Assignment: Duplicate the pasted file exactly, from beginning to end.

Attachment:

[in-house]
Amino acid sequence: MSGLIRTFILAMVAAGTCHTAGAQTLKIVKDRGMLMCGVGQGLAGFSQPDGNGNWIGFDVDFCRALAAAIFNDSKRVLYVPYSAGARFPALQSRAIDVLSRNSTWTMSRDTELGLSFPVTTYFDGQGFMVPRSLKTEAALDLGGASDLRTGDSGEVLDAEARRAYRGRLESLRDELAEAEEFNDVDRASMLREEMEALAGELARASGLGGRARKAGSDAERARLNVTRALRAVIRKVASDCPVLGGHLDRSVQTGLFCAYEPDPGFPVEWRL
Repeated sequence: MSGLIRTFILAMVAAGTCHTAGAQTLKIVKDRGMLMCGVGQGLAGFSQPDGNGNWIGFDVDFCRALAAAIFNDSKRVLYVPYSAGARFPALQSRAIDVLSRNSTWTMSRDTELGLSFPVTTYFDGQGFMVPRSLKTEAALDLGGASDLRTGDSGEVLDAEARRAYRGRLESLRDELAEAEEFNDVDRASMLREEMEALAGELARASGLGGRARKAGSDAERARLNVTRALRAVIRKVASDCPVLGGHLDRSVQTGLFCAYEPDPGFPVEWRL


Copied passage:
[in-house]
Amino acid sequence: MSGLIRTFILAMVAAGTCHTAGAQTLKIVKDRGMLMCGVGQGLAGFSQPDGNGNWIGFDVDFCRALAAAIFNDSKRVLYVPYSAGARFPALQSRAIDVLSRNSTWTMSRDTELGLSFPVTTYFDGQGFMVPRSLKTEAALDLGGASDLRTGDSGEVLDAEARRAYRGRLESLRDELAEAEEFNDVDRASMLREEMEALAGELARASGLGGRARKAGSDAERARLNVTRALRAVIRKVASDCPVLGGHLDRSVQTGLFCAYEPDPGFPVEWRL
Repeated sequence: MSGLIRTFILAMVAAGTCHTAGAQTLKIVKDRGMLMCGVGQGLAGFSQPDGNGNWIGFDVDFCRALAAAIFNDSKRVLYVPYSAGARFPALQSRAIDVLSRNSTWTMSRDTELGLSFPVTTYFDGQGFMVPRSLKTEAALDLGGASDLRTGDSGEVLDAEARRAYRGRLESLRDELAEAEEFNDVDRASMLREEMEALAGELARASGLGGRARKAGSDAERARLNVTRALRAVIRKVASDCPVLGGHLDRSVQTGLFCAYEPDPGFPVEWRL